Everyone working for health and social care services has a legal duty to keep information about you confidential.

Why is information recorded about me?

Health or social care professionals, for example, doctors, nurses, physiotherapists and social workers caring for you, keep records about the treatment you receive. These may be written down (manual/paper records), or kept on a computer (electronic records).

These records may include:

  • Basic details about you, for example, address and next of kin
  • Contacts we have had with you, for example, appointments
  • Notes and reports about your health and care, for example, change in medication or family circumstances
  • Details and records about your care, for example, treatment and advice given or referrals made
  • Results of investigations, for example, blood tests
  • Relevant information from people who care for you and know you well, for example, health and social care professionals and relatives

Your information is used to make sure:

  • You receive the best possible care
  • Those involved in your care have accurate and up-to-date information to help them provide the best care for you
  • Full information is available should you see another doctor, be referred to a specialist or another part of the NHS
  • That should you have a problem or concern, your care record will help with any investigation

 We may also use your information to:

  • Support future improvements in health and social care nationally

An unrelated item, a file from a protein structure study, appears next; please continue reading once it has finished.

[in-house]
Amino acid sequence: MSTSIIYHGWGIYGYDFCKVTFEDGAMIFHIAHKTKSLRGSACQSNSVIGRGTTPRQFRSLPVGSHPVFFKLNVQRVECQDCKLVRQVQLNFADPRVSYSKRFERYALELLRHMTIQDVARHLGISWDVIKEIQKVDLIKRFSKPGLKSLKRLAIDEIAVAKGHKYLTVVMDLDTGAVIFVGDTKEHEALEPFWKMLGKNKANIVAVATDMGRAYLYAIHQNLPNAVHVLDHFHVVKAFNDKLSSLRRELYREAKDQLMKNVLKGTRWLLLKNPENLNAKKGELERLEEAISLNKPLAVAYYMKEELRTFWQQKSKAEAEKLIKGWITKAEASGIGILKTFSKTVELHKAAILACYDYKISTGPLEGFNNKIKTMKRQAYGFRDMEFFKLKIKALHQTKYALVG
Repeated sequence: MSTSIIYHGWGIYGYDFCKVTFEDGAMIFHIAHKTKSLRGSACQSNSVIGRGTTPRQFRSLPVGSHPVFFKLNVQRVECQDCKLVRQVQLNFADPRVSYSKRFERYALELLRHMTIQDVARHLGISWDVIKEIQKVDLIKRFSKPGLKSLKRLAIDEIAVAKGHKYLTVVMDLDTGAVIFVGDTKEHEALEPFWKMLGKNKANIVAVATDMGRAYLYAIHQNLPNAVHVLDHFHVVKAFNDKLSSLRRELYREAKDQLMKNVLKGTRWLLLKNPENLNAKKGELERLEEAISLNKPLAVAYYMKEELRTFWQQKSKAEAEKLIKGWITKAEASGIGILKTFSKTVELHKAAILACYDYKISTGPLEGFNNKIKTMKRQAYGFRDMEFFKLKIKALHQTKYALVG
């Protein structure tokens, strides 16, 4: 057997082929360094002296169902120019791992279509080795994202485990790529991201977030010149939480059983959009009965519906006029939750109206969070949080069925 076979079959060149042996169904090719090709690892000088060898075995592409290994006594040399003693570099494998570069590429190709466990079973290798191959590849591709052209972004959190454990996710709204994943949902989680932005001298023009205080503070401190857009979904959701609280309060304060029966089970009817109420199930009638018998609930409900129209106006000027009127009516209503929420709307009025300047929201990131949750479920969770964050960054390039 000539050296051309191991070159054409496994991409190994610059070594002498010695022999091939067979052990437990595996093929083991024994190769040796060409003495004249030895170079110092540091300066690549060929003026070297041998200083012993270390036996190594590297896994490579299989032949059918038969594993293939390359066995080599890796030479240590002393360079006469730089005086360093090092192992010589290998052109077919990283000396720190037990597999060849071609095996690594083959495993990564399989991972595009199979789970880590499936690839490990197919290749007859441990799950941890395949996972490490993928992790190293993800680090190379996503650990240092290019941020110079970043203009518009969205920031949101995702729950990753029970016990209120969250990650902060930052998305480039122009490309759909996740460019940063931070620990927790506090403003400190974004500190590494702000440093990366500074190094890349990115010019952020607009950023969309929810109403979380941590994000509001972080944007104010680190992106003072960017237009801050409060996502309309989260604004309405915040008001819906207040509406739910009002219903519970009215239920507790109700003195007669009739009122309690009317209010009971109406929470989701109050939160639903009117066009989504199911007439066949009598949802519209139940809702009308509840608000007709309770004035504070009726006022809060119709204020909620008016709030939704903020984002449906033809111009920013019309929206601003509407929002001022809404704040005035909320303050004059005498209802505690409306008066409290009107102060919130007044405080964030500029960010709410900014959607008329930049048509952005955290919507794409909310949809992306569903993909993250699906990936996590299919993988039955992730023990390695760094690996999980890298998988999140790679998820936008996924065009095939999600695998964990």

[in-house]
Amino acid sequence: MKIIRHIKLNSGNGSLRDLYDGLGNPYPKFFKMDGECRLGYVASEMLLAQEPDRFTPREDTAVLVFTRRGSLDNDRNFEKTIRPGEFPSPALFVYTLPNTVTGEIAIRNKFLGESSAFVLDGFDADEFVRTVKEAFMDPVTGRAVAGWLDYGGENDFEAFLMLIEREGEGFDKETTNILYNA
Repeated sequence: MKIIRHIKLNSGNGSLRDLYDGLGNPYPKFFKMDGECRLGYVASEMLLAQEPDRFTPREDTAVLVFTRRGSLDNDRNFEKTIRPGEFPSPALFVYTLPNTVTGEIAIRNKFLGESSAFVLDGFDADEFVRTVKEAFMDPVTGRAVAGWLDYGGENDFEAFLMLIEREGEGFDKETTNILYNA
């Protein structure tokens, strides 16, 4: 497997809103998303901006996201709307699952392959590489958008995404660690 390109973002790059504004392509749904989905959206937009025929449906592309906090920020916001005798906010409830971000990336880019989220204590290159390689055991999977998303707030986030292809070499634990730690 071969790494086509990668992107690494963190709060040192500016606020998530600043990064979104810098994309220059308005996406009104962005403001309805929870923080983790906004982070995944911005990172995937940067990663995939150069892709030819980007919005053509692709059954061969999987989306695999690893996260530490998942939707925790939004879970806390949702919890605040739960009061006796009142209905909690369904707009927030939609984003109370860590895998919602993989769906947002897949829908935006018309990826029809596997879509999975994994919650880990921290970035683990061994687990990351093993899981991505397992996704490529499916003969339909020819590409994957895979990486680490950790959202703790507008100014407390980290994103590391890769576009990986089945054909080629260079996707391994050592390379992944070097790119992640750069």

• Help teach health and social care professionals
  • Manage health and social care services
  • Aid health research and developments
  • Monitor the care we provide to ensure it is of the highest standard
  • Investigate complaints, untoward incidents or legal claims
  • Prepare reports on NHS and social care performance
  • Pay your care provider for the care they provide

Will this information include any of my personal details?

Some of your personal information may be used for a number of reports. Usually this will not include your name and address but on the rare occasions where it is needed, we will ask for your consent before this information is shared.

These reports may be passed to other organisations involved in health and social care, for example, universities. Audits (checks) are carried out on a regular basis to make sure your information is being recorded and stored accurately and securely.

When other agencies are involved in your care, we may need to share information about you so that we can work together for your benefit. Information will only be shared if there is a real need and where possible, we will ask for your consent. If there is information you do not want us to share, please tell one of your health or social care professionals involved in your care.

We are required by law to report certain information about you without your consent:

  • Where the health and safety of others is at risk
  • Under special circumstances, for example if a formal court order has been issued
  • When approved by the Secretary of State for Health and Social care
  • Birth notifications
  • Death notification (including the death of a child)
  • Infectious diseases which may endanger the safety of others, for example, meningitis and measles but not HIV/AIDS.  

Can I see my health and social care record?

The Data Protection Act 1998 allows you to find out what information is held about you, on computer and in certain manual (paper) records. This is known as a ‘right of subject access’, and applies to your health and social care record.